Customers of the nation's largest wireless carrier will have to shell out another $30 to get their hands on a better device after April 22. Verizon Wireless says the upgrade fee will help the company avoid deterioration of service.
"This fee will help us continue to provide customers with the level of service and support they have come to expect, which includes Wireless Workshops, online educational tools, and consultations with experts who provide advice and guidance on devices that are more sophisticated than ever," company spokeswoman Brenda Raney said in a post on the company's Web site.
She added that trading in older phones through Verizon's recycling program can earn a gift card to offset the upgrade cost. Customers can appraise their devices online.
We tried several phone models to get an idea of the trade-in value (for fully functional, undamaged devices). A first generation Motorola Droid was worth only $7, while an HTC Evo 3D was worth $80. A 16 GB iPhone 3G also trades in for more than the upgrade fee: $65.
Those hoping to upgrade a feature phone to a smartphone, however, may be disappointed. An LG Voyager had no trade-in value. Neither did the Motorola Rapture.
Verizon joins the other three largest carriers in charging fees for upgrades: AT&T and Sprint charge $36, while T-Mobile's fee is half that price.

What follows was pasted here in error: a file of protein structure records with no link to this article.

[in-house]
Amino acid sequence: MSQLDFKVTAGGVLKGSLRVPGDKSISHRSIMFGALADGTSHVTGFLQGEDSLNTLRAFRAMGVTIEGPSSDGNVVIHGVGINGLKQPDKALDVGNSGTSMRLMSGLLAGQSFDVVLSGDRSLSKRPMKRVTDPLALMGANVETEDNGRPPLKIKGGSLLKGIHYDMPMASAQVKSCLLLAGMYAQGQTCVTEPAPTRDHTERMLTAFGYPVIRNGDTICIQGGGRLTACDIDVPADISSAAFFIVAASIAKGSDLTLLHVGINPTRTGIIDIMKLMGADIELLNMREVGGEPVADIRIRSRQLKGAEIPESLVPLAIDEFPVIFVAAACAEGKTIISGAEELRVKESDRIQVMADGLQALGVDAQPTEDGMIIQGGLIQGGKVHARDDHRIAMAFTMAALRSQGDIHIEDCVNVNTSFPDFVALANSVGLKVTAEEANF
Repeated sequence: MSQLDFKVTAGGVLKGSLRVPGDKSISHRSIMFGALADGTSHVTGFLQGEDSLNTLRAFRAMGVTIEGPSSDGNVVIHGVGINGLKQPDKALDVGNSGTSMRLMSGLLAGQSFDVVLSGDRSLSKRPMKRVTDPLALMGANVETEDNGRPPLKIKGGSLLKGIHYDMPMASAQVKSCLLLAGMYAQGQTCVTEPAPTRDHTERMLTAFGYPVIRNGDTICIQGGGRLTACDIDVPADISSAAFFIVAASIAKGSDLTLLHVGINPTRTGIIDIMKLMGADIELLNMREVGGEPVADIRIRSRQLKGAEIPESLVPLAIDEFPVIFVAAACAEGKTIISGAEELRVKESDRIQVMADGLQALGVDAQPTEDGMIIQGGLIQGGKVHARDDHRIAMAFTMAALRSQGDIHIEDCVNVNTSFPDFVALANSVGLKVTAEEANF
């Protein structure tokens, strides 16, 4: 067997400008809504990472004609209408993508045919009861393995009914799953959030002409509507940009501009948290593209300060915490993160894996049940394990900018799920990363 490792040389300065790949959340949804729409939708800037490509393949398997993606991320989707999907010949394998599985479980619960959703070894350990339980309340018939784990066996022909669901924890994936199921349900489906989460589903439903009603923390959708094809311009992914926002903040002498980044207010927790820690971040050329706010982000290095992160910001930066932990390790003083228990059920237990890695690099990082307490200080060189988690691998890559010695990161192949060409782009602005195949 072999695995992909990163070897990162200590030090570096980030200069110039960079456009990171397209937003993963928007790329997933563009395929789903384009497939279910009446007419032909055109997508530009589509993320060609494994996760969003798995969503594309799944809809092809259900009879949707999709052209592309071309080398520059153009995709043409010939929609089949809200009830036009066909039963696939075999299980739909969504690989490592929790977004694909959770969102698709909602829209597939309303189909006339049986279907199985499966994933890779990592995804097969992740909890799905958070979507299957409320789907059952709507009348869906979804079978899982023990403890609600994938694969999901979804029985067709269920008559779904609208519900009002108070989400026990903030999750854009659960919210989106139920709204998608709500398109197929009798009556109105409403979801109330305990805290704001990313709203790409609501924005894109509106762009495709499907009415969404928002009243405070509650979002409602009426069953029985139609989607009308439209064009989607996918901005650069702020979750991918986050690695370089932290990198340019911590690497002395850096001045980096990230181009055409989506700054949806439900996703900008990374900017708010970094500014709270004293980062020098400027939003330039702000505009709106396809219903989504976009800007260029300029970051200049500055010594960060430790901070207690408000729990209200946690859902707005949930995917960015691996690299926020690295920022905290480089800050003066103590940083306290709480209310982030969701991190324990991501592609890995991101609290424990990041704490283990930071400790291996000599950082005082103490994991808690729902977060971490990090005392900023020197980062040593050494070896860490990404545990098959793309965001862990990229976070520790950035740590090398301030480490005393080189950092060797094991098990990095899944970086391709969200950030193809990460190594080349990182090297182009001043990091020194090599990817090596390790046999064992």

New customers also pay a fee for their devices, a $35 activation fee at the time of starting a new account, in addition to the device cost.
The company backed down, however, from a recent plan to start charging customers a $2 processing fee to pay their bill online after a public outcry. The company was evidently trying to encourage more people to sign up for free automatic payments.
Carriers are likely to try to drive bills up even higher as costs increase and they build up faster 4G networks.
More Income Needed
"Carriers are constantly looking at how much they are being hit by the capital buydown fees they are paying to handset makers," analyst Gerry Purdy of MobileTrax told us. "In the case of Sprint they gained a tremendous increase of subscribers with the iPhone but it cost them hundreds of millions to pay Apple, which they will recover later."
As smartphones get more expensive, Purdy said, carriers "have to shell out more money up front rather than get it in monthly fees to pay the vendors for the smarter device. In a sense it was easier in the feature phone world, the expense was much lower than today."
But Purdy said competition may force carriers to back down and waive fees. He noted that cable providers now routinely have customer retention departments ready to make sweetheart deals for those about to bail, and wireless carriers may have to do the same.
"I think they will try to keep the customers, especially since smartphones are generating more income per unit, with data plans," he said. "Smartphones are already half the market and could be 90 percent by 2016."